Poetry is Public is Poetry
Project Vision
Poetry as a form of communication has been used to strengthen communal ties, to liberate people from sufferings, and to combat oppression and suppression: poetry has been binding together the human race and contributing to intellectual growth for centuries. But is poetry lost in today's world? Toronto's Poet Laureate says no. And with this belief has risen Poetry is Public is Poetry.

Dionne Brand, Toronto's current Poet Laureate, has launched Poetry is Public is Poetry, an ambitious new city-wide initiative that will help transform Toronto’s public realm into an illuminating forum for the written word. The program merges poetry with public art and seeks to claim permanent public space for Canadian poetry on the streets of Toronto. Ms Brand proposed, and is developing this idea in the belief that poets have contributed enormously to the city’s sense of itself but that their contribution is not always apparent in the public sphere.

Poetry is Public is Poetry envisions a reflective dialogue with space that can serve as a catalyst for providing a sense of well being, identity, and even happiness. The project is an effort to bring Canadian poets, designers and artists into the eye of the general public and to create permanent works of art that will provoke, delight and excite.

To ensure the program is accessible to everyone, Poetry is Public is Poetry will work in close co-operation with the Toronto Public Library, embedding two to four installations per year in walkways and surrounding library spaces. As the program expands, it will look to partner with other public institutions.

Poetry is Public is Poetry unveiled its first installation in December 2010. If you're interested in turning the page on how the public reads its streets or curious to find out how you can help champion this initiative, Poetry is Public is Poetry welcomes your support. Questions and all other inquiries may be addressed to: [email protected]
Advisory Council
Internationally acclaimed poet and novelist Dionne Brand was selected as Toronto's third Poet Laureate by City Council in fall 2009. Ms. Brand will for three years serve as Toronto's literary ambassador championing local literary arts and wordsmiths. She will also create a literary legacy project for the people of Toronto.

Ms Brand has published nine volumes of poetry including No Language is Neutral, short listed for the Governor General's Award; Land To Light On winner of the Governor General's Award and the Trillium Book Award, thirsty, winner of the Pat Lowther Award and a finalist for the Trillium Book Award and the Griffin Poetry Prize and Inventory, a finalist for the Governor General's Award. In June 2011, Ms. Brand's Ossuaries won the Griffin Poetry Prize — Canada's richest poetry prize and the world's largest prize for a single poetry collection in English. Her poetry has been translated in Italian and French and is published in Canada, the U.S., U.K., Italy and Germany. Ms Brand is also a novelist winning the Toronto Book Award for her novel What We All Long For in 2006. Also in 2006 she was awarded the Harbourfront Festival Prize, an award honouring individuals who have made a substantial contribution to the world of books and writing.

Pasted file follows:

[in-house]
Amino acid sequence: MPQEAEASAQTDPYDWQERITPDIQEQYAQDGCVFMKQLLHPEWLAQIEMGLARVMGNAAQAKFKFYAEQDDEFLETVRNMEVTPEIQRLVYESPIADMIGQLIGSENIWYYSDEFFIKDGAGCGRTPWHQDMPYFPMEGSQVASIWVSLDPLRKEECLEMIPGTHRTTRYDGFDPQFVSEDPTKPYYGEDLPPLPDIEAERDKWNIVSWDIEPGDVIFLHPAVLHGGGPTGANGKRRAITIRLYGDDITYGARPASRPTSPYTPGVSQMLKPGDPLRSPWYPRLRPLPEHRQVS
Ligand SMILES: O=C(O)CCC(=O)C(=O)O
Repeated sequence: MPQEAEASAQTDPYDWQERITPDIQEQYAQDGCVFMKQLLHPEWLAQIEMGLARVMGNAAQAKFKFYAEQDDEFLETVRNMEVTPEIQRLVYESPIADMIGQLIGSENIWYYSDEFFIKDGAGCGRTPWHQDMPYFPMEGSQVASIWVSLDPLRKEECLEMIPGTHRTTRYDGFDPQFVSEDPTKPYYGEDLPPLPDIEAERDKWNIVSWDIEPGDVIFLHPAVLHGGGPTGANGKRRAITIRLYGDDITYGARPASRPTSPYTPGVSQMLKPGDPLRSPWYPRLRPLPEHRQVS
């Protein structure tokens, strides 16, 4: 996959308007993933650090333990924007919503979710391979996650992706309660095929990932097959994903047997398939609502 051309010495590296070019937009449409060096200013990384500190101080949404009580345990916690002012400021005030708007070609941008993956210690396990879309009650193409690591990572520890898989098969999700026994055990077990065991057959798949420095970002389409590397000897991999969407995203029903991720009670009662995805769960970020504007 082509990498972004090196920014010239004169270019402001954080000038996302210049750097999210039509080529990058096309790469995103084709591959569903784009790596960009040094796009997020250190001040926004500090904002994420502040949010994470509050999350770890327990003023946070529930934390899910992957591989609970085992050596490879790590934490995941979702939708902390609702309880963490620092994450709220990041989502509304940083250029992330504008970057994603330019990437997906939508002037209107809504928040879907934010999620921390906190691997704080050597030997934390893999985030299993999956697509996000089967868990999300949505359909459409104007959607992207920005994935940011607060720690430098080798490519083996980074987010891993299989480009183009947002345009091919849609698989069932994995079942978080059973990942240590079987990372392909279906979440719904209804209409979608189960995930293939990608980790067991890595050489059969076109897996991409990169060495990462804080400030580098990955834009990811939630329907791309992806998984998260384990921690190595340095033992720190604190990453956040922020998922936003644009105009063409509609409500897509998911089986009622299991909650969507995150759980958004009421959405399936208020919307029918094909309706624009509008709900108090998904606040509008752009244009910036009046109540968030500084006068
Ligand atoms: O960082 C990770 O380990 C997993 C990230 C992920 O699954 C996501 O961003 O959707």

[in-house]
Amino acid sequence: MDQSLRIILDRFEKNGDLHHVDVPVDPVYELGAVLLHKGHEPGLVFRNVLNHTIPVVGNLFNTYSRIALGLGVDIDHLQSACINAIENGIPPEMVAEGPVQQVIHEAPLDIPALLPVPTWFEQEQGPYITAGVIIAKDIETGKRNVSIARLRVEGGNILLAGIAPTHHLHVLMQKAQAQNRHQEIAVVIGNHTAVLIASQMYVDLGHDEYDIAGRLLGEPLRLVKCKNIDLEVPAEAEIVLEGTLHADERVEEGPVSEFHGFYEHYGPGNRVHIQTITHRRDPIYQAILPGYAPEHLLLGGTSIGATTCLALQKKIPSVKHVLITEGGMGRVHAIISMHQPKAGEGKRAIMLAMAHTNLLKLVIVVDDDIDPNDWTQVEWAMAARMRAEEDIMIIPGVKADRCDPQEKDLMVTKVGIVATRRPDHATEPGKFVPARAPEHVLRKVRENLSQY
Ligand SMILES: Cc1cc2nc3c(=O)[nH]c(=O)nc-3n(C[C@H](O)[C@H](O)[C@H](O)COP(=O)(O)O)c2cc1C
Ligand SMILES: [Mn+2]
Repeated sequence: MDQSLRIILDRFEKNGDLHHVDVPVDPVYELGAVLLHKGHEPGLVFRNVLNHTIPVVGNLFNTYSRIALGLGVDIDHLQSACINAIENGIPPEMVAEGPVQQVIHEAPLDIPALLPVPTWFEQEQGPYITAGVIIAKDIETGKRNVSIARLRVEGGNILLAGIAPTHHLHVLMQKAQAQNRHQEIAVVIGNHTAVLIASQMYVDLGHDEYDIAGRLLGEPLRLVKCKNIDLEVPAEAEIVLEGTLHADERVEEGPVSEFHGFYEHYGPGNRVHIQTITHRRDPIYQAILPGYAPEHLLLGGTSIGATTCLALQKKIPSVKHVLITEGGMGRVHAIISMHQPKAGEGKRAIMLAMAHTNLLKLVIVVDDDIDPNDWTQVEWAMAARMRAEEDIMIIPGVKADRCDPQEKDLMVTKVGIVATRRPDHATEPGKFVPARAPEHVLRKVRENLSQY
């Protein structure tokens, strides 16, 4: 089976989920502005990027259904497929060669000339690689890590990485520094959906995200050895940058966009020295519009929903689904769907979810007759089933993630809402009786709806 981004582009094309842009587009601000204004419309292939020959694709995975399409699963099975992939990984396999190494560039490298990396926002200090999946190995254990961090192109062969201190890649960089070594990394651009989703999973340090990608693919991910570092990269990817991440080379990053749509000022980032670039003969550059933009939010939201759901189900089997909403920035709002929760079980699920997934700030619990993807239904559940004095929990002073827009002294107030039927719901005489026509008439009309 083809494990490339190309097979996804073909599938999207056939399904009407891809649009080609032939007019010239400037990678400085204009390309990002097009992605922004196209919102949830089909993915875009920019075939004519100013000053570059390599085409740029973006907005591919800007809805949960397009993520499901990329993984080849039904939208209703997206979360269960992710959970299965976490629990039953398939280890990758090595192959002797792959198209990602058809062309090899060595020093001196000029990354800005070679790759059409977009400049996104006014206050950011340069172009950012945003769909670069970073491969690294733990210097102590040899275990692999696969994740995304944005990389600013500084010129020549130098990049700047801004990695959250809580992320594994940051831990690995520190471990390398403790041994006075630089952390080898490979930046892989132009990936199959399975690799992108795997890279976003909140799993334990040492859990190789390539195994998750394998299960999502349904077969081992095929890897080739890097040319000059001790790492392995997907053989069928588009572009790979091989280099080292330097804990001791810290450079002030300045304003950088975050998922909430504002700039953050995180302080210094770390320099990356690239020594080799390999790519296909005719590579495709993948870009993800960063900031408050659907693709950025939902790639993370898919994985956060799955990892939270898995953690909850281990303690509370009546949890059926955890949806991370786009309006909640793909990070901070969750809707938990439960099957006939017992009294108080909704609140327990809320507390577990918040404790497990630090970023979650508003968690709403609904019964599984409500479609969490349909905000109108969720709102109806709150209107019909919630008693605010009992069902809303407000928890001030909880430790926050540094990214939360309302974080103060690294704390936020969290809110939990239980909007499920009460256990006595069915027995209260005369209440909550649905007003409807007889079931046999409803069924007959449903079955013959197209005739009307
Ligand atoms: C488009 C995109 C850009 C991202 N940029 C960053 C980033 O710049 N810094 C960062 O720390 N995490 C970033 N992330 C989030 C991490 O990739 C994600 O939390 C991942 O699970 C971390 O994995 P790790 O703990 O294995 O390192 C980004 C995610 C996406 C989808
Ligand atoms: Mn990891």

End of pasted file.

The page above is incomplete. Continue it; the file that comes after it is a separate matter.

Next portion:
Leslie Sanders is University Professor in the Department of Humanities, York University. Her teaching and research focus on African Canadian and African American literature and culture.She is a general editor of The Collected Works of Langston Hughes, and volume editor of two volumes of his plays and other performance works. Her current research is on African Canadian autobiography, and on the development of web-based curriculum for Ontario schools based on the research.

Lillian Necakov-Avalos has been writing for over 30 years. Her books include: Listen (1988, Pink Dog Press), Sickbed of Dogs (1989, Wolsak and Wynn), Polaroids (1997, Coach House Books), Hat Trick (1998, Exile Editions) and The Bone Broker (2007, Mansfield Press) among others. Her work has appeared in magazines and anthologies in Canada, the United States, China and Europe.

In addition to her writing, she has been working for Toronto Public Library for the past 28 years. She is currently the Community Branch Head at the St. Clair/Silverthorn branch.

Writer and editor Paul Vermeersch, is the author of The Reinvention of the Human Hand, a collection of poems recently published by McClelland _ Stewart. He is also the author of the poetry collections Burn (ECW Press, 2000), a finalist for the 2001 Gerald Lampert Award, The Fat Kid (ECW Press, 2002), and Between the Walls (McClelland _ Stewart, 2005). His poems have been translated into Polish, German and French. He is the also the editor of The Al Purdy A-frame Anthology, published in fall 2009 by Harbour Publishing. He lives in Toronto where he currently teaches at Sheridan College, studies at the University of Guelph, and works as poetry editor for Insomniac Press.

Janice Suarez-Mason is a Library Service Manager with the Toronto Public Library, currently working on branch capital building projects. She has more than 30 years experience managing collections, recruiting staff, coordinating building operations and developing community partnerships.


Lilie Zendel is Senior Cultural Affairs Officer for Toronto Cultural Services working to promote the City’s creative city agenda. Previous to joining the City, Lilie worked in promoting Canadian arts and industries as a festival producer, arts administrator and cultural attaché in New York City.